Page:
Iraq opens new antiquities museum in Basra
BAGHDADIraq opened a new antiquities museum in the southern city of Basra on Sept. 27 with pottery, coins and other artifacts dating back more than 2,000 years on display.
The city’s old museum in Basra’s historic center was looted during the first Gulf War in 1991 and damaged during the 2003 invasion. Fortunately, much of the collection had already been evacuated to Baghdad. The museum’s former director, Mudhar Abd Alhay, was shot dead amid communal violence in 2005.
Only one hall was opened due to a shortage of funds, museum director Qahtan al-Obaid said while speaking to the Associated Press. The museum will showcase artifacts dating back to 400 B.C. that tell the history of the oil-rich city on the Persian Gulf, he added.
Al-Obaid said there were plans to open other wings that would exhibit Babylonian, Assyrian and Sumerian artifacts from across Iraq dating back to 3,300 B.C. Iraq is currently in the grip of an economic crisis linked to the plunge in global oil prices and the war against the Islamic State of Iraq and the Levant (ISIL).
The museum is housed in one of Saddam Hussein’s former palaces, which had briefly served as a mess hall for British troops after the 2003 U.S.-led invasion that overthrew him.
Al-Obaid said the location was chosen in order to “replace the themes of dictatorship and tyranny with civilianization and humanity.”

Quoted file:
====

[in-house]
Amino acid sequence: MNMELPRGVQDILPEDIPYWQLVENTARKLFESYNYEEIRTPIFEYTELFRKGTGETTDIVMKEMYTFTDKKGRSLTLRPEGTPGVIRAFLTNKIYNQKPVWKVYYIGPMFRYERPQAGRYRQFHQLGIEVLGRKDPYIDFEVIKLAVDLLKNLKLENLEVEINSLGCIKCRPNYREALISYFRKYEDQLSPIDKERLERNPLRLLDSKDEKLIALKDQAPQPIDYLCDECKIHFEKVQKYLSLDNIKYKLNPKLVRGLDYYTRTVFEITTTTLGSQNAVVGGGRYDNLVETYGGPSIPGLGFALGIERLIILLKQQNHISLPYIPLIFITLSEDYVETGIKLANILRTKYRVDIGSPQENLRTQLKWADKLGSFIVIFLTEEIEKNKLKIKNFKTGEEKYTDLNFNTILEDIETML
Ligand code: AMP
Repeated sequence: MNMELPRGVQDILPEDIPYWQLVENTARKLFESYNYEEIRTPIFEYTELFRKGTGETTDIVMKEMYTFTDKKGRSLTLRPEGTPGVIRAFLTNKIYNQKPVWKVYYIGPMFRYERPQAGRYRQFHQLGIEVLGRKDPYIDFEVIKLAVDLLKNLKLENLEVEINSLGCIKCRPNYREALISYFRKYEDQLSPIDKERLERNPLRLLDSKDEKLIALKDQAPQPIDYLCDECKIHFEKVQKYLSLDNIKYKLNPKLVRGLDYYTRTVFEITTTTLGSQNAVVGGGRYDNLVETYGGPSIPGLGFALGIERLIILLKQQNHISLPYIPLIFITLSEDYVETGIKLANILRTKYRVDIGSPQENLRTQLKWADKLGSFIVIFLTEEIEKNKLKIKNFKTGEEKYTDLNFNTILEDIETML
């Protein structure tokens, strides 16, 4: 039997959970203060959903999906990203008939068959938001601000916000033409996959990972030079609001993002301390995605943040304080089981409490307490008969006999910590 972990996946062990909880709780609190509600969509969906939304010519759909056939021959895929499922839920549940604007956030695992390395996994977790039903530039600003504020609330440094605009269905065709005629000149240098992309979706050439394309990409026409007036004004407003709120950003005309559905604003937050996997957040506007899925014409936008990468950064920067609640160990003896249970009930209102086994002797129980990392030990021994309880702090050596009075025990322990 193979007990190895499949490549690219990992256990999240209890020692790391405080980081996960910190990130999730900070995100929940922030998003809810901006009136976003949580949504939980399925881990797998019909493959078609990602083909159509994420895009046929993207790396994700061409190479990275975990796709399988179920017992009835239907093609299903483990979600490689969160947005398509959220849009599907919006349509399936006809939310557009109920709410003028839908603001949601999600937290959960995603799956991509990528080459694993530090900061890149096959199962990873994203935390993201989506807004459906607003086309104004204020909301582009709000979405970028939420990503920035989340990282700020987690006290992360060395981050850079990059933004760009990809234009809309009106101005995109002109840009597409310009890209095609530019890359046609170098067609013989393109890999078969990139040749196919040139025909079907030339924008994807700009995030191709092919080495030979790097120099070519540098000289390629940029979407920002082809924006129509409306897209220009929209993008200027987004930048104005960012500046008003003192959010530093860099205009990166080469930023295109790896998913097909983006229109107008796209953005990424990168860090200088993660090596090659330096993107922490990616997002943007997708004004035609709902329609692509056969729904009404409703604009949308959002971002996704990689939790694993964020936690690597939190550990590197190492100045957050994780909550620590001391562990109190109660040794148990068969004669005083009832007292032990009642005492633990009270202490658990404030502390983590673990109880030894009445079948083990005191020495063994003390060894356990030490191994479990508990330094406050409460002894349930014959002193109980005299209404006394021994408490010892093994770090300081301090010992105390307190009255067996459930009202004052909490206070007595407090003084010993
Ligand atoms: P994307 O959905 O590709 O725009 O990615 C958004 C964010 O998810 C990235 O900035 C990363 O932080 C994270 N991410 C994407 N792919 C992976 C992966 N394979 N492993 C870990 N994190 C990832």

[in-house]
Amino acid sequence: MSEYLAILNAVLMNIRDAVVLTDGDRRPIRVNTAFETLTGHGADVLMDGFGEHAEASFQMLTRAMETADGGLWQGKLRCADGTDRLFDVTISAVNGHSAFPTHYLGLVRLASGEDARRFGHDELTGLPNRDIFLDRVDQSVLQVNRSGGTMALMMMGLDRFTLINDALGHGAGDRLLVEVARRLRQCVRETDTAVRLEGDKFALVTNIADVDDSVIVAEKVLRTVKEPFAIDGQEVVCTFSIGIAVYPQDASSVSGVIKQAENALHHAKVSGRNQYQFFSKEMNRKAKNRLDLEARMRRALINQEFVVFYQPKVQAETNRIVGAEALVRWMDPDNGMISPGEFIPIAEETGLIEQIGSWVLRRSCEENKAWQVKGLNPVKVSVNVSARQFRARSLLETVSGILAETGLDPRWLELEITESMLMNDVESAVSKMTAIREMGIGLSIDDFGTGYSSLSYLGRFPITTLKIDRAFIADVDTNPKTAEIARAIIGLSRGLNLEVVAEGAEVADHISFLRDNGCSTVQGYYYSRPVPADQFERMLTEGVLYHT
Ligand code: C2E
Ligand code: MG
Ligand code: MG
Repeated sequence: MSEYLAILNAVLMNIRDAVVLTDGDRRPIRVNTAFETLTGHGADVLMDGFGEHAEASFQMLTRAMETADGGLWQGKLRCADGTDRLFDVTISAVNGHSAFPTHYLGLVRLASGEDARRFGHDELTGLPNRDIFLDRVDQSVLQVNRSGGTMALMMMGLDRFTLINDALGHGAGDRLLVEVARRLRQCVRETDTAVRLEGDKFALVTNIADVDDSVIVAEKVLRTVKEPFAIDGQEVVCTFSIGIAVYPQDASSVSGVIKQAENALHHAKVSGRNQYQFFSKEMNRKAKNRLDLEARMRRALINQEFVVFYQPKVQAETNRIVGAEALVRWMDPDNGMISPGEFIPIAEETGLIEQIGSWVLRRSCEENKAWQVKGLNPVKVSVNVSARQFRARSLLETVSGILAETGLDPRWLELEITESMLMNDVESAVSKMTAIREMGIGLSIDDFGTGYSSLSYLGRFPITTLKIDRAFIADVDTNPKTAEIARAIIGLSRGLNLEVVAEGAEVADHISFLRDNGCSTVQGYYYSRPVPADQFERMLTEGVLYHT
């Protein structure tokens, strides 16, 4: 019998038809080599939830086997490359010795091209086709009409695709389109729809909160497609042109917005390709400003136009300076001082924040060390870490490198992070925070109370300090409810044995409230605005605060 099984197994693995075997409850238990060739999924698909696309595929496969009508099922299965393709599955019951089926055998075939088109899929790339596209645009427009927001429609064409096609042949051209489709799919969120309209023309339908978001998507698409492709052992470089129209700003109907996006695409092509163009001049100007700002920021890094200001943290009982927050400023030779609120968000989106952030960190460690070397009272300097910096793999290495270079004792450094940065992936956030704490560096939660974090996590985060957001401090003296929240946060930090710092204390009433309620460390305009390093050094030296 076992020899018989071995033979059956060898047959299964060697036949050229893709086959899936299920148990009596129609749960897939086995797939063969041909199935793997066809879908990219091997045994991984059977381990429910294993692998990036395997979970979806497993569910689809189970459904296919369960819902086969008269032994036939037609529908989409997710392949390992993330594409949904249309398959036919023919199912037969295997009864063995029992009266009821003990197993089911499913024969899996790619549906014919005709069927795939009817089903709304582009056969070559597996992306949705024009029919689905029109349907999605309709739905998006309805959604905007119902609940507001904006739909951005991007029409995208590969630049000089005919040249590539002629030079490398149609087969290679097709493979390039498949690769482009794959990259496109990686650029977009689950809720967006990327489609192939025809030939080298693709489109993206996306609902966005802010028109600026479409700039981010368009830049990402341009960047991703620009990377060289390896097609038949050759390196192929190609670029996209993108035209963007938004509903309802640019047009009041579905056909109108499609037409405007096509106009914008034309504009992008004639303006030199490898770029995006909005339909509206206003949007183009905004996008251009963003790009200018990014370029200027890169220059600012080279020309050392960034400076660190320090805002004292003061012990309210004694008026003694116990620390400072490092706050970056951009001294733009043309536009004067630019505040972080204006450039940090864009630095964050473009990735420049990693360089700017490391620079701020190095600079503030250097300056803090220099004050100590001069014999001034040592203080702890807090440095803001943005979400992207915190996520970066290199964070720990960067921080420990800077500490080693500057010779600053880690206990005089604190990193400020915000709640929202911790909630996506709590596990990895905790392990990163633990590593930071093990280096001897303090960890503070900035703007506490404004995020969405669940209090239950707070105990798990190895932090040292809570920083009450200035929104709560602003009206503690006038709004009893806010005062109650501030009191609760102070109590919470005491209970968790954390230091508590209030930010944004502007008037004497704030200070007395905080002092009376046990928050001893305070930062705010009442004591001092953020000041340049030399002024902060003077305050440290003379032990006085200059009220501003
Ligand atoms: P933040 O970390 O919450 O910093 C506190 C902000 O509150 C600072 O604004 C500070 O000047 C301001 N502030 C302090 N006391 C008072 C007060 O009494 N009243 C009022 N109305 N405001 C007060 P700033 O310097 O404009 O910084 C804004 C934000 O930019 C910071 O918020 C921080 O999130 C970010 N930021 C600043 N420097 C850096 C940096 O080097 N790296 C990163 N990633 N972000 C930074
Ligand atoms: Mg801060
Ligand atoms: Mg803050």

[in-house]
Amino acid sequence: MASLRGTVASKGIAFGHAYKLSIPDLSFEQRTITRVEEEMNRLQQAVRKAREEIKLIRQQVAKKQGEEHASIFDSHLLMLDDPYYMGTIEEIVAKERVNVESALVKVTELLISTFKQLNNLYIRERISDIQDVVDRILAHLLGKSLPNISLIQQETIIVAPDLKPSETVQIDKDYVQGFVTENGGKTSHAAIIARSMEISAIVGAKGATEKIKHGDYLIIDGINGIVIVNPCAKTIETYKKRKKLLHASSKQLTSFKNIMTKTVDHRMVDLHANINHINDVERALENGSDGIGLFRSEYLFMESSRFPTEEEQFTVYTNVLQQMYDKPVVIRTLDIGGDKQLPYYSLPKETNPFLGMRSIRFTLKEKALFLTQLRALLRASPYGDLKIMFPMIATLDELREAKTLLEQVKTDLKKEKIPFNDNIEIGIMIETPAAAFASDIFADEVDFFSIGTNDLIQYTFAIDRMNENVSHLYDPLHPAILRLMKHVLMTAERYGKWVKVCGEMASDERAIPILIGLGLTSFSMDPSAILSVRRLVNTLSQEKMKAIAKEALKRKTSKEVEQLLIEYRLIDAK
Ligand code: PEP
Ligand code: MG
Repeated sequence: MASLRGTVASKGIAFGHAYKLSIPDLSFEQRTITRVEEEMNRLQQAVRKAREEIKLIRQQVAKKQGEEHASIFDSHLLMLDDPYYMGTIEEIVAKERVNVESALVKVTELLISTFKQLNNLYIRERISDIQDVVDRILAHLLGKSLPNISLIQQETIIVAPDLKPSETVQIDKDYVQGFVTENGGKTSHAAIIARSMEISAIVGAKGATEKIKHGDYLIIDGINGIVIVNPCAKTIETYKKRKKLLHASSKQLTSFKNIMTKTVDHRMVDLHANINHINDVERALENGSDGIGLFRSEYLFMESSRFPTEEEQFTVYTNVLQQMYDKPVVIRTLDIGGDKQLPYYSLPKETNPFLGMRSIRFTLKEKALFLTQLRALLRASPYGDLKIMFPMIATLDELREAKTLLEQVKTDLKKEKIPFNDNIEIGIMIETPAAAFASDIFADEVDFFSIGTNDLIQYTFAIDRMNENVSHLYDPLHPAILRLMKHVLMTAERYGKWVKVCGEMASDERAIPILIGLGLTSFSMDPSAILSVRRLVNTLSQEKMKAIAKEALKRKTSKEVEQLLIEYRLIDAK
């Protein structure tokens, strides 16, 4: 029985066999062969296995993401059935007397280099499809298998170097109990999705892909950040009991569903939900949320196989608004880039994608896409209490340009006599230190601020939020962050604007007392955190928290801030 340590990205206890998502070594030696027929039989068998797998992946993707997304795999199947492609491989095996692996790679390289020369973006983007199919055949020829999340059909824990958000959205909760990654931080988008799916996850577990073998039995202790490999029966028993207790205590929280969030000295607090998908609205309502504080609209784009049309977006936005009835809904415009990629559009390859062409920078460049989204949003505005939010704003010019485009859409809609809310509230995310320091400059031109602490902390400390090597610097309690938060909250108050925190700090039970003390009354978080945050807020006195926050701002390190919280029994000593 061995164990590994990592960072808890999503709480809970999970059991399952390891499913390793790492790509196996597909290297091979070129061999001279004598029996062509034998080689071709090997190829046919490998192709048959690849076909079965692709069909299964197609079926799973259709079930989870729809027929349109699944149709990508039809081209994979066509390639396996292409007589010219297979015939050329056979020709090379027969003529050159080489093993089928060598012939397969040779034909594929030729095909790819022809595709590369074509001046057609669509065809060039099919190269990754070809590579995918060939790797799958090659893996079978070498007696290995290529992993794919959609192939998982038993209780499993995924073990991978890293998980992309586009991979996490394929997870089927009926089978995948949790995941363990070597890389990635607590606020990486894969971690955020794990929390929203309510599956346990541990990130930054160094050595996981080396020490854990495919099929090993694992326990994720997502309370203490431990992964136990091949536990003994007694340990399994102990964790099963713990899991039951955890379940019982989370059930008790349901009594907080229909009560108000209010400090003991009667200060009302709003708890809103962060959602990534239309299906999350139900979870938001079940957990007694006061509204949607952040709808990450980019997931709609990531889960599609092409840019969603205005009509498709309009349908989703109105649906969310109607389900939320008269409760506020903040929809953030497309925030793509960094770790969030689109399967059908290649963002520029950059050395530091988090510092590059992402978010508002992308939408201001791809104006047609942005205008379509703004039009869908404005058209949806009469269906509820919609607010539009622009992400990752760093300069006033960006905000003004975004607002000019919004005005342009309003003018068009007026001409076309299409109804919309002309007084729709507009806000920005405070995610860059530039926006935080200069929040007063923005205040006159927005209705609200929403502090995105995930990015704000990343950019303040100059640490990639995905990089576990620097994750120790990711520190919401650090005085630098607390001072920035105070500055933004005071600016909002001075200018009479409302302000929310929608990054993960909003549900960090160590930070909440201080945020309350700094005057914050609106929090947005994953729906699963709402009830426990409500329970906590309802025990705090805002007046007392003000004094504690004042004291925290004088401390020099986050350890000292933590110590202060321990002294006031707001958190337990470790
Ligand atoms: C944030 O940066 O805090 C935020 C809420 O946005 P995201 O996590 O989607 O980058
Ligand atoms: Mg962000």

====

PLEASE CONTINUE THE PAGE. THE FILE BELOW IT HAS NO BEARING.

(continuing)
Al-Obaid has recruited 40 volunteers to assist the museum, a rarity in the Middle East. He hopes that the institution’s education facility will become “a cultural center” for the region. He also plans to make up for the museum’s lack of archaeological material by encouraging excavations to provide additional finds for display.
Funded by UK charity
The museum was conceived in 2008 after the British withdrawal, and was partly funded by a U.K. charity. The hall that opened earlier this week cost an estimated $750,000, of which $500,000 was provided by BP, which operates in Basra, al-Obaid said.
Basra has been inhabited for thousands of years, but the current city dates back to 637. It flourished during the Middle Ages as an important cultural and commercial center of the Abbasid Empire, and was the departure point for Sinbad the Sailor’s fictional adventures in Africa and South Asia.
Iraq’s oil-rich south is far from the front lines of the war with the ISIL, which has destroyed ancient sites in northern Iraq and neighboring Syria.